Even that despicable tangle of a backpacker bog seemed to turn the volume down a bit until I readjusted. After a few jetlag-induced afternoon sleeps and nocturnal nights, I was back on the Thailand horse bucking and bawling with hat-waving yips! and yeehaws!

Don’t get me wrong: chaos comes swiftly and silently in the filth of this city. But I popped into the swirling model and started contributing right away. With a loving tentacle, the amoeba sucked me in as a recognized particle. Stepping off a plane into an Asian capital and already thinking four moves ahead does wonders for one’s confidence.

Bangkok is a bit like durian fruit. I’ve tried it enough times to enjoy it for what it is, but that doesn’t change the fact that it stinks. Knowing that my ant-covered heart is still buried in the sand near the Andaman, and that Chiang Mai and Pai await with endless espresso and glorious hippy food, usually get me out of the city before I bleed out. But this time I had good reasons for sticking around the 10 days.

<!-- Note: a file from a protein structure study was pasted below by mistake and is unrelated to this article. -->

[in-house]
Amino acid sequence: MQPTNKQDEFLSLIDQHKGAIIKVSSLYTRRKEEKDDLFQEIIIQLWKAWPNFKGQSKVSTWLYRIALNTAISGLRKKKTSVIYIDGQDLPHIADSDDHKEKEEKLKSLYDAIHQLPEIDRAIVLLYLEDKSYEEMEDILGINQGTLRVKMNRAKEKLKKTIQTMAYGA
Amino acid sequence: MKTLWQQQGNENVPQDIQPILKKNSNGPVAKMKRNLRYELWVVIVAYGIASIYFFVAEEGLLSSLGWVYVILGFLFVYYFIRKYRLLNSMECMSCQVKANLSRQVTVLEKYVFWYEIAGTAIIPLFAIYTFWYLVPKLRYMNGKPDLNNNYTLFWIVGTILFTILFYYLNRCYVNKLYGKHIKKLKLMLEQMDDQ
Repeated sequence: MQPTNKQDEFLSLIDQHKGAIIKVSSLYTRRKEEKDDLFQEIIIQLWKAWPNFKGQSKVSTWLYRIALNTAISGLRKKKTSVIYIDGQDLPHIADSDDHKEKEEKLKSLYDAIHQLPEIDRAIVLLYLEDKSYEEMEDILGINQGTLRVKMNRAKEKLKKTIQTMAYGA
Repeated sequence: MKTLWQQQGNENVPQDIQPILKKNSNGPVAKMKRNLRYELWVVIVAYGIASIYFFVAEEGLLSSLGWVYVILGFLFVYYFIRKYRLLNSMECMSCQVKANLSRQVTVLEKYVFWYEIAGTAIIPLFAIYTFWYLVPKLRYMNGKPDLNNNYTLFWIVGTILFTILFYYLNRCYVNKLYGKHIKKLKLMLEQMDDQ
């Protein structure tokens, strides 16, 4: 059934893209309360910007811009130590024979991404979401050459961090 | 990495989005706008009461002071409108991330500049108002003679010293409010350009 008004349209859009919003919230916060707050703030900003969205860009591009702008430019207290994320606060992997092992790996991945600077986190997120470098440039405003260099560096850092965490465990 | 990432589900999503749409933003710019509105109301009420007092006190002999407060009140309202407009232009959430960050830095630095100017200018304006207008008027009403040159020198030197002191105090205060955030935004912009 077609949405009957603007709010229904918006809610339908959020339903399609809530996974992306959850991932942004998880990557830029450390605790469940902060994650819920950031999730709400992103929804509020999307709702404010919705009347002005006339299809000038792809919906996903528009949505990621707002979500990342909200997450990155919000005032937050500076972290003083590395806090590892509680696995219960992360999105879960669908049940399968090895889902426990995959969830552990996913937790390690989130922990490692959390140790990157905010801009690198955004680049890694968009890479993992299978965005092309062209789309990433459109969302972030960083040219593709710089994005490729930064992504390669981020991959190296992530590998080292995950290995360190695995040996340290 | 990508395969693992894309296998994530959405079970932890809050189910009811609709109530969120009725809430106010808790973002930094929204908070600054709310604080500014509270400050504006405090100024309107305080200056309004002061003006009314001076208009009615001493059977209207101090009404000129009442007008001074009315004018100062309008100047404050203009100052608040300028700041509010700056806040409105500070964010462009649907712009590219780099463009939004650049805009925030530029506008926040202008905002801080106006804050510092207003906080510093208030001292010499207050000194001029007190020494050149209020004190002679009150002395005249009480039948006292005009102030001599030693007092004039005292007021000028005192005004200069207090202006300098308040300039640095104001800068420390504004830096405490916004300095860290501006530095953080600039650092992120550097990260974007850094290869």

I was blessed to meet up with some true vagabonds here. One asked me to remove his motorbike-earned stitches at Cheap Charlies; if that isn’t hardcore, what is?

No time was wasted on this trip. The universe opened and a downpour of pleasant life changes spattered down. In an unexpected ambush of flying cockroaches, I’ve never felt more happy or alive. I know now that I’m exactly where I’m supposed to be.

Driving From Chiang Mai to Pai

Road from Chiang Mai to Pai

I did the drive from Chiang Mai to Pai last year but dug in there for many enjoyable weeks of work and play. The mission of this two-day trip was simply to soak up the Zen that only turning a motorbike throttle through a sharp turn can provide.